On Pigeon Key, when doing debris cleanups, one of the most commonly found items is fishing gear. Discarded fishing gear is a huge problem for our oceans, as it harms thousands of our favorite marine animals every year through ghost fishing, which happens when animals get trapped in any unmanned or abandoned fishing gear.
These items can be nets, traps, fishing lines, buoys, or other human-made gear. We can all play a part to help prevent the damage that ghost fishing causes through reducing, reusing, and recycling old fishing gear, and picking up and throwing away any abandoned items that we find on our coastlines or out in the water.
The impact of ghost fishing on our marine organisms and environment is huge. It’s estimated that out of all the marine debris in our oceans, 10% is abandoned fishing gear. This means that roughly 500,000 to 1 million tons of fishing gear are discarded in our oceans annually!
Fishing gear is one of the most lethal of all the marine debris, killing hundreds of thousands of sharks, sea turtles, seabirds, whales, and dolphins every single year. Many marine mammals and turtles drown when entangled in these nets because they get stuck and cannot swim to the surface to breathe. Ghost fishing has also contributed to the decline of many commericially important fish stocks around the world.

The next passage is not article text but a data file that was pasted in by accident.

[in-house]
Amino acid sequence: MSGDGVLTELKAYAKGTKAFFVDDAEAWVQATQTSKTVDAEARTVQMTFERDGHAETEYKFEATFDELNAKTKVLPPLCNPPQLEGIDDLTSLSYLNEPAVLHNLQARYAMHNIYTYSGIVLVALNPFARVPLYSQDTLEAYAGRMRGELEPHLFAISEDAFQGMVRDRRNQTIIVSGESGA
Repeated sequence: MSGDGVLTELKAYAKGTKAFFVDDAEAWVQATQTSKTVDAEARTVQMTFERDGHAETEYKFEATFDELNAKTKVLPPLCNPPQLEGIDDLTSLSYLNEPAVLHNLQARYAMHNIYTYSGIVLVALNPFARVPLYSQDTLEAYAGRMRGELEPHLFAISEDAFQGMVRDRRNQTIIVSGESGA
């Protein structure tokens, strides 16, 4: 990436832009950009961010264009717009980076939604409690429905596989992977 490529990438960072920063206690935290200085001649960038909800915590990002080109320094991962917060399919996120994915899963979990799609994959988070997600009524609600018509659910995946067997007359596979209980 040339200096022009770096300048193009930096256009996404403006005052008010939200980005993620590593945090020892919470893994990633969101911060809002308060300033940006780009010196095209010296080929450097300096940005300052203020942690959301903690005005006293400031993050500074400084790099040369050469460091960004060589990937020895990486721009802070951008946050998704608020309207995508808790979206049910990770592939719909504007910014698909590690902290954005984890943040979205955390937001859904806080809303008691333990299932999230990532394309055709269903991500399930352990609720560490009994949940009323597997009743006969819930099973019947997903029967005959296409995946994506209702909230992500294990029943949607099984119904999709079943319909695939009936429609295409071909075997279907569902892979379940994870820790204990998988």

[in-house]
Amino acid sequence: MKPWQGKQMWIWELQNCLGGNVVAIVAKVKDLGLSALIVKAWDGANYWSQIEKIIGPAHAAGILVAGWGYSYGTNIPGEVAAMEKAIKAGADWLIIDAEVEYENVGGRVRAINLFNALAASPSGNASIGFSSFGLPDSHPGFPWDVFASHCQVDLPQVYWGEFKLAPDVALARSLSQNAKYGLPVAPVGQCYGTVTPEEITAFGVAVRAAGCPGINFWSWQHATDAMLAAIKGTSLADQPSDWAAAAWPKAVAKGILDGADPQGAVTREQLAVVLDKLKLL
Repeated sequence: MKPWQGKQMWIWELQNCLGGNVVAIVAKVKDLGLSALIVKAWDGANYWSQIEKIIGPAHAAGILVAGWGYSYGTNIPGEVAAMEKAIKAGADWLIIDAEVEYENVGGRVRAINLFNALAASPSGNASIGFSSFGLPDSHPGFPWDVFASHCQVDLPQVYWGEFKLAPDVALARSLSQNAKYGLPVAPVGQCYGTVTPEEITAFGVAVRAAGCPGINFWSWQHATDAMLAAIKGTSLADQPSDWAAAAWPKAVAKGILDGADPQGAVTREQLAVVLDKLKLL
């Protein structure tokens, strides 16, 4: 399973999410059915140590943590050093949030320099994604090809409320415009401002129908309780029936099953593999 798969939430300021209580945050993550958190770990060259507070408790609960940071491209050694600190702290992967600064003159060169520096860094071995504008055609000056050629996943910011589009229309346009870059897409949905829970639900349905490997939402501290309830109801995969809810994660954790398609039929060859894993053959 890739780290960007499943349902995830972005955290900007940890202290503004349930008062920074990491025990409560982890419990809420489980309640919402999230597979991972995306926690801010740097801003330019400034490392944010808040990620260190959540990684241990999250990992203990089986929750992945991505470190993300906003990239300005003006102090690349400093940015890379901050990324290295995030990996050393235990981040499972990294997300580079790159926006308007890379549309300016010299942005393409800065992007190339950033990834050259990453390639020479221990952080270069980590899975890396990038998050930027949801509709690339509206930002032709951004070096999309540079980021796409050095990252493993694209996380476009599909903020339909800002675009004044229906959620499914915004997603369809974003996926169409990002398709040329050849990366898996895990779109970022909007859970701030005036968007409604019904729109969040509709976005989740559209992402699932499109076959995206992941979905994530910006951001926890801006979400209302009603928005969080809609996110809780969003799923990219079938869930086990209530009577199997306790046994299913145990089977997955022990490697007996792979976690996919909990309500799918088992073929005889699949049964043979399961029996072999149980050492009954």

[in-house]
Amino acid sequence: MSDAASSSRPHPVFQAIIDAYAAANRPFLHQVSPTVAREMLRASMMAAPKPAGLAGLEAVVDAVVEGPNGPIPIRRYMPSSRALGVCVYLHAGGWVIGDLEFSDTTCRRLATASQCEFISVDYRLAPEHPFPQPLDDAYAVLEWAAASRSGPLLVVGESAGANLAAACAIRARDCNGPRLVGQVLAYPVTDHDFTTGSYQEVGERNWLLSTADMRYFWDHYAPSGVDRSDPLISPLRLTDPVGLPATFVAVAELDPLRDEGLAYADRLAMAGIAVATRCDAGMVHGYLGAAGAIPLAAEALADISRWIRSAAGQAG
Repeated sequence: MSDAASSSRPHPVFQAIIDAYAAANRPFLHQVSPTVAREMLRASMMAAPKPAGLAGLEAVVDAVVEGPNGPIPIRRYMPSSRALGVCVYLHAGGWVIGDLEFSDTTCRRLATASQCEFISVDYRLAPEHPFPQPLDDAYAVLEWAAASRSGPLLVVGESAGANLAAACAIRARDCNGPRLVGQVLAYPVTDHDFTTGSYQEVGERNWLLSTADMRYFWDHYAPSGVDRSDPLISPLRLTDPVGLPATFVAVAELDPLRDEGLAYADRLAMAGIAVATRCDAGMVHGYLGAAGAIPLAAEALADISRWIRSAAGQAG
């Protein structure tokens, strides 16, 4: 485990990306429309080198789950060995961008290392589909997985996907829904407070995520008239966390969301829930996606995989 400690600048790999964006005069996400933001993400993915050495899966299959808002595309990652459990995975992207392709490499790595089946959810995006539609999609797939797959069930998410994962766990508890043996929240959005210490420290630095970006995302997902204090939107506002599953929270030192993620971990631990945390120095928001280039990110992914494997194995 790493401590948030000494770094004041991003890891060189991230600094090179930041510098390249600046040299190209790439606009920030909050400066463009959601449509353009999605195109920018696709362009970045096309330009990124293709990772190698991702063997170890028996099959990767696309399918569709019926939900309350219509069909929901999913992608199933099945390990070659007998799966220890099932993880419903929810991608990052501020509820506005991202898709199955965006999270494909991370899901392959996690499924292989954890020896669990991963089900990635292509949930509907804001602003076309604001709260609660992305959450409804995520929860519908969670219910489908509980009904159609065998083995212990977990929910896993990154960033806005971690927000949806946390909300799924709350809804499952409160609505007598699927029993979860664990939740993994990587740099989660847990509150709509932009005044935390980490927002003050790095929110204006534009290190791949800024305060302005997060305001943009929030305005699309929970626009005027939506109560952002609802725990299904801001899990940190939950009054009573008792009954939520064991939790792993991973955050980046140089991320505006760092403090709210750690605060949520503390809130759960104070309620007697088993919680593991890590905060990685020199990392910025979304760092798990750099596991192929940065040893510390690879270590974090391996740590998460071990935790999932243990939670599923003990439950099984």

Some solutions to this significant problem include clean-ups, as we do on Pigeon Key, proper fishing and gear management practices, and innovative fishing gear. With every marine science education group that visits our island, the kids take part in an island clean-up. This is one way Pigeon Key makes a difference on our island and you can do it anywhere!
Fishers can also help make a difference by minimizing their losses of fishing gear through better gear management practices, such as reporting lost gear and retrieval from the ocean if it is deemed safe. If there is old or damaged gear, they can dispose of it at a proper recycling center. There is even an economic incentive in some areas!
Sharing their expertise and testing innovative new fishing gear, like biodegradable nets and lines, could prove beneficial as well. As consumers, we can make a difference in preventing more ghost gear, such as asking fishing gear industries to implement preventative measures.
Every day on Pigeon Key there is new marine debris that makes its way to the shores by wind and ocean currents and is frequently lost fishing gear. On your next visit to Pigeon Key, check out the many buoys in Section Gang that have been collected on the shores of our island and have been repurposed for our Marine Science Education Groups!